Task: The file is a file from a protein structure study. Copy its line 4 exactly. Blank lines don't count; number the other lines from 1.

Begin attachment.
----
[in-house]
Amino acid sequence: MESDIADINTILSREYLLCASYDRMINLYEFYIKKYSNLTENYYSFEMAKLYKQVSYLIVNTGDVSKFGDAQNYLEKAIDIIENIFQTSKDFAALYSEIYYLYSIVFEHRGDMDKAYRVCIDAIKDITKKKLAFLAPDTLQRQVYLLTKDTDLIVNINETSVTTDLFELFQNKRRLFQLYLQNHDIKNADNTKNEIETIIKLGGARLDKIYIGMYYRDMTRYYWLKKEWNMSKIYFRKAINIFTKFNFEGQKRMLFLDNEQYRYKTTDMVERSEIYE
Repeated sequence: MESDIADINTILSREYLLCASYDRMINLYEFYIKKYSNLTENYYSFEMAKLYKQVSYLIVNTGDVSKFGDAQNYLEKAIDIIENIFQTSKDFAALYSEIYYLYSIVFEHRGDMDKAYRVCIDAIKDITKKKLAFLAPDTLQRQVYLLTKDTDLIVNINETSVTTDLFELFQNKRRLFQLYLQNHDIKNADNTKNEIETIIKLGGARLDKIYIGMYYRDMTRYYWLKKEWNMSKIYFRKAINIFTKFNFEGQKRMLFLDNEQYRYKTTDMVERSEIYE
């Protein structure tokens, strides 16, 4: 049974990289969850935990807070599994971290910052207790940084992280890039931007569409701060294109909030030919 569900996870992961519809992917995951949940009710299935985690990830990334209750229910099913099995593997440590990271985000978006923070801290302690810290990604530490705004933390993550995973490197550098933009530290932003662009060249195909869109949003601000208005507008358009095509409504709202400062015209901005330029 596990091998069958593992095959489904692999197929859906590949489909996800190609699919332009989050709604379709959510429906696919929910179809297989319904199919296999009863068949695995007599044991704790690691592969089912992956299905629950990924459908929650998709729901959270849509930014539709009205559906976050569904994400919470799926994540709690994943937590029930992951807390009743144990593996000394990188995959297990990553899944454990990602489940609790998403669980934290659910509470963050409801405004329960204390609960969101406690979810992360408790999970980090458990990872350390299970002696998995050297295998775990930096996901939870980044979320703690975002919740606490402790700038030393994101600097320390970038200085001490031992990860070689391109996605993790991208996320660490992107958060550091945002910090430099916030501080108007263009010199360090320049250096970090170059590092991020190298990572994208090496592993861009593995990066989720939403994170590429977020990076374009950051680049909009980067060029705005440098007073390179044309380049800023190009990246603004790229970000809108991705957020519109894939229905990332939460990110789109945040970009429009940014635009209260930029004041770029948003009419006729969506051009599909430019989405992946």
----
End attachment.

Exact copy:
């Protein structure tokens, strides 16, 4: 049974990289969850935990807070599994971290910052207790940084992280890039931007569409701060294109909030030919 569900996870992961519809992917995951949940009710299935985690990830990334209750229910099913099995593997440590990271985000978006923070801290302690810290990604530490705004933390993550995973490197550098933009530290932003662009060249195909869109949003601000208005507008358009095509409504709202400062015209901005330029 596990091998069958593992095959489904692999197929859906590949489909996800190609699919332009989050709604379709959510429906696919929910179809297989319904199919296999009863068949695995007599044991704790690691592969089912992956299905629950990924459908929650998709729901959270849509930014539709009205559906976050569904994400919470799926994540709690994943937590029930992951807390009743144990593996000394990188995959297990990553899944454990990602489940609790998403669980934290659910509470963050409801405004329960204390609960969101406690979810992360408790999970980090458990990872350390299970002696998995050297295998775990930096996901939870980044979320703690975002919740606490402790700038030393994101600097320390970038200085001490031992990860070689391109996605993790991208996320660490992107958060550091945002910090430099916030501080108007263009010199360090320049250096970090170059590092991020190298990572994208090496592993861009593995990066989720939403994170590429977020990076374009950051680049909009980067060029705005440098007073390179044309380049800023190009990246603004790229970000809108991705957020519109894939229905990332939460990110789109945040970009429009940014635009209260930029004041770029948003009419006729969506051009599909430019989405992946």